More about the half out-of-phase basics can be found in two of my previous columns: “The Bill Lawrence 5-Way Telecaster Circuit" from October 2015, and “Decoding Jerry Donahue's 5-Way Telecaster Wiring" from June 2020.
Besides the possible pickup combinations, there are some add-ons we can implement to make such a guitar even more flexible. Something that I think makes sense would be:
1. Direct-through switch
2. No-load tone pot
3. Kill/standby switch
4. Treble-bleed network on the volume pot
There are many more add-ons we've discussed over the years, for example, TBX tone control, Grease Bucket tone control, etc., but it's easy to get lost in all the possibilities and overdo it. Who wants to end up with a guitar wiring that needs a written manual in order to operate it?
I've discussed all of these possibilities before, but today we'll combine them in one guitar. Here's a short rundown of what tones you can expect from these combinations:
Neck and bridge pickup by itself / both pickups together in parallel and in phase: I don't think we have to say anything about this combo as this is a classic guitar tone we all know.
Both pickups together in parallel out of phase: a thin, hollow tone that can be cool for playing reggae and ska music when using clean tones, or with tons of overdrive and distortion to prevent getting lost in the mix. For more details, have a look at “Adding an Out-of Phase Switch to a Telecaster," from August 2014.
Both pickups together in series and in phase: a loud and beefy tone, perfect for lead playing. For more details, read “Stratocaster Parallel/Series Switching" from December 2011 and “Telecaster Series Wiring" from June 2015.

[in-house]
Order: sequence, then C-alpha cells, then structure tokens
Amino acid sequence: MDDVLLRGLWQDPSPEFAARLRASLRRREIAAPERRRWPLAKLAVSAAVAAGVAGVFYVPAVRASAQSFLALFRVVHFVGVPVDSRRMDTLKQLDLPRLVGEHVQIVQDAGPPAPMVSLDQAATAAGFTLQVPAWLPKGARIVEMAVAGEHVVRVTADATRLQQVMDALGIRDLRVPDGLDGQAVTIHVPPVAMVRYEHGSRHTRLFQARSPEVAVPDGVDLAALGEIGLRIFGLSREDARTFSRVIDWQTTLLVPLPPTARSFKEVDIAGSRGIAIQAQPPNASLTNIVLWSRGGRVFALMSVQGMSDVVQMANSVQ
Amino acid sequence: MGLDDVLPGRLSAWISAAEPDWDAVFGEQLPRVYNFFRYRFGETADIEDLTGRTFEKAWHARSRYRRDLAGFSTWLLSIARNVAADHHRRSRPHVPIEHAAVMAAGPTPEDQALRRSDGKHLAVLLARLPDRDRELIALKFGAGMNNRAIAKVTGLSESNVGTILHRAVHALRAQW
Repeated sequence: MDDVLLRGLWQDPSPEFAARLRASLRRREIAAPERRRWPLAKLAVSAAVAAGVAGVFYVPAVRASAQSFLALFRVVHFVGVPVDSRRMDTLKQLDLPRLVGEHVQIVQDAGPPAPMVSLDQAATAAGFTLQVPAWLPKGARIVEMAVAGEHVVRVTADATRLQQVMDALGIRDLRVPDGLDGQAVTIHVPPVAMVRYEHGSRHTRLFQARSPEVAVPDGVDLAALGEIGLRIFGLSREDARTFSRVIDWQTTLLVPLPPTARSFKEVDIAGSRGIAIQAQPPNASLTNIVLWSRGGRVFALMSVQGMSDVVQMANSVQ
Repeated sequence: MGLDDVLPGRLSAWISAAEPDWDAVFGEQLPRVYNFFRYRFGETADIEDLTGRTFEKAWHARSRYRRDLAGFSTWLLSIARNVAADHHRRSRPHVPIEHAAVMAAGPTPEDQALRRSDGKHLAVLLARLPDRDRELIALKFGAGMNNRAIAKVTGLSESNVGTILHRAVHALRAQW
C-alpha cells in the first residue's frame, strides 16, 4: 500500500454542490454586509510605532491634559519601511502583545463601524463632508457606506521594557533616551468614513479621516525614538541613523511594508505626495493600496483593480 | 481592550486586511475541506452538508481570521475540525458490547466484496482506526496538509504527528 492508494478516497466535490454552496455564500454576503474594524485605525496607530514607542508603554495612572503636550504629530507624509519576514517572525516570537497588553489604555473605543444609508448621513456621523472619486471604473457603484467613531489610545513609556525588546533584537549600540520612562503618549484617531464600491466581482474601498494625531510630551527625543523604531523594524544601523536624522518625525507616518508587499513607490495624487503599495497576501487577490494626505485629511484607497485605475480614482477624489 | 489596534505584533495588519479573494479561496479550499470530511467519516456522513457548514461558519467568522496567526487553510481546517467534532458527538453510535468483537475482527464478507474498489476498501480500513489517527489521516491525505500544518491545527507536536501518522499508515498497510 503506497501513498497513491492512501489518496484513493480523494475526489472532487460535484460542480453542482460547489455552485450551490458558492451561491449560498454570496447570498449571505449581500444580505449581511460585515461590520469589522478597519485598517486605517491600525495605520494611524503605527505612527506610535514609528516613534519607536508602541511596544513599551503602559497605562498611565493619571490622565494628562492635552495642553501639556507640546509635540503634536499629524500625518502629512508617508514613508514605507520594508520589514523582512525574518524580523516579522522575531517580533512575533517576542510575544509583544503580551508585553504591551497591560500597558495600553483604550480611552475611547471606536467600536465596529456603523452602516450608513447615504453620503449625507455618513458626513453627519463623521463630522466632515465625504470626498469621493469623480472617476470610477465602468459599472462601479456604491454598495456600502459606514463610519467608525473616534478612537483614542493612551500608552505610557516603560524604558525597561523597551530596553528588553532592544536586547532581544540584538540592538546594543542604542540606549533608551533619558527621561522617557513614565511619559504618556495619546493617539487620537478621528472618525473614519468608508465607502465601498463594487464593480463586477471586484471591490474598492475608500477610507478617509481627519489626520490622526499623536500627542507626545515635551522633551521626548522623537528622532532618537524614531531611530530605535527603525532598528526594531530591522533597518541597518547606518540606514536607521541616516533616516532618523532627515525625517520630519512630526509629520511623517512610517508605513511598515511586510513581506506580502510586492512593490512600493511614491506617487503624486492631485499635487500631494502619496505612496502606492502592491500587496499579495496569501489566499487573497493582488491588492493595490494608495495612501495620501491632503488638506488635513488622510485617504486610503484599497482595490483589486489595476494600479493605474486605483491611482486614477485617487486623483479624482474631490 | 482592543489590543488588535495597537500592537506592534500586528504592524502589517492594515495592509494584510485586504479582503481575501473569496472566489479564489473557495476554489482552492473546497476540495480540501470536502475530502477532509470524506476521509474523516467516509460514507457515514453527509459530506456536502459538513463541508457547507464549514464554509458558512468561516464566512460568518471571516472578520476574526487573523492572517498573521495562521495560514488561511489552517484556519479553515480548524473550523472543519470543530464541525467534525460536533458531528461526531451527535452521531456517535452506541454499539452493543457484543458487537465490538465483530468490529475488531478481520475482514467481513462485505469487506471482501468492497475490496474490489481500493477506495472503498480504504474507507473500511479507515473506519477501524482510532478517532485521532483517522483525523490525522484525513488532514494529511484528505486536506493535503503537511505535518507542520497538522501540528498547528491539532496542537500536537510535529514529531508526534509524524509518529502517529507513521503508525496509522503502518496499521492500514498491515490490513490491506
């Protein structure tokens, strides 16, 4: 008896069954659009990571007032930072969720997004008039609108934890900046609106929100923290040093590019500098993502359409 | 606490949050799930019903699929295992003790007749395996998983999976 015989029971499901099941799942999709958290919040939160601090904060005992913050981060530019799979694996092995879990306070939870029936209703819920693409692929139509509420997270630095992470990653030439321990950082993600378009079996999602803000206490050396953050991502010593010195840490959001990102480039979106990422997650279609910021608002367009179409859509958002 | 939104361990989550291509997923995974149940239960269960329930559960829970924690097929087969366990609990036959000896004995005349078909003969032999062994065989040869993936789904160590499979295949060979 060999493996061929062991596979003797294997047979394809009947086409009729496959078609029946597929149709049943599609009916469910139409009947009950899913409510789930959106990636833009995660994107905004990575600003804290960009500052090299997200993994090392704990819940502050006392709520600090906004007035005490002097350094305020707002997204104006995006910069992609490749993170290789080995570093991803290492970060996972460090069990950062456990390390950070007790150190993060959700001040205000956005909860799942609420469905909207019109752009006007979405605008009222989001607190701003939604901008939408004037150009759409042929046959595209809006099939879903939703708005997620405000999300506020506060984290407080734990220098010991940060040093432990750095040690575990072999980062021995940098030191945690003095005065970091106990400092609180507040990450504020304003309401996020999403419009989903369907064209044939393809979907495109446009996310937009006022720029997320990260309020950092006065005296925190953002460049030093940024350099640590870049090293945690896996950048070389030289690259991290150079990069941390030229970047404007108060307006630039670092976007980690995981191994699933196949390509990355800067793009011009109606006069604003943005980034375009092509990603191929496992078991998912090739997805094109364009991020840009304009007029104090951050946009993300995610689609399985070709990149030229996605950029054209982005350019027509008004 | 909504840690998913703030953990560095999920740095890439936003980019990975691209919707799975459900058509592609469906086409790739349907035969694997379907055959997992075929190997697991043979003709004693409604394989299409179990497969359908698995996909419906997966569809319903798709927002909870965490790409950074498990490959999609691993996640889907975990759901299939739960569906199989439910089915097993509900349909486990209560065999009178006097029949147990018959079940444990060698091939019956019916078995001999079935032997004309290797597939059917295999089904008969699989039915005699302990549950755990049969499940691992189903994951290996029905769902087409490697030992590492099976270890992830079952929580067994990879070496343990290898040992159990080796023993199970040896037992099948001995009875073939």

Both pickups together in series out of phase: a very interesting sound that's much fuller and warmer compared to its parallel mate. Can be used for clean playing to add a special flavor but also for overdrive sounds. Brian May's “Red Special" guitar is one of the wirings that's able to give you this sound. See “Inside Brian May's Red Special" from October 2014.
Direct-through switch: Your signal is routed directly to the output jack, bypassing all controls for a louder tone with more high-end. Can be found under various names like “blower switch" and the like. See “Stratocaster Direct-Through Mod," from October 2009.
No-load tone pot: With the pot fully opened at 10, it will be out of the circuit, so it's half between normal operation and direct-though mode with only the volume control being active. See “The Fender Delta Tone System, Part 1" from January 2011 and “The Fender Delta Tone System, Pt. 2" from February 2011.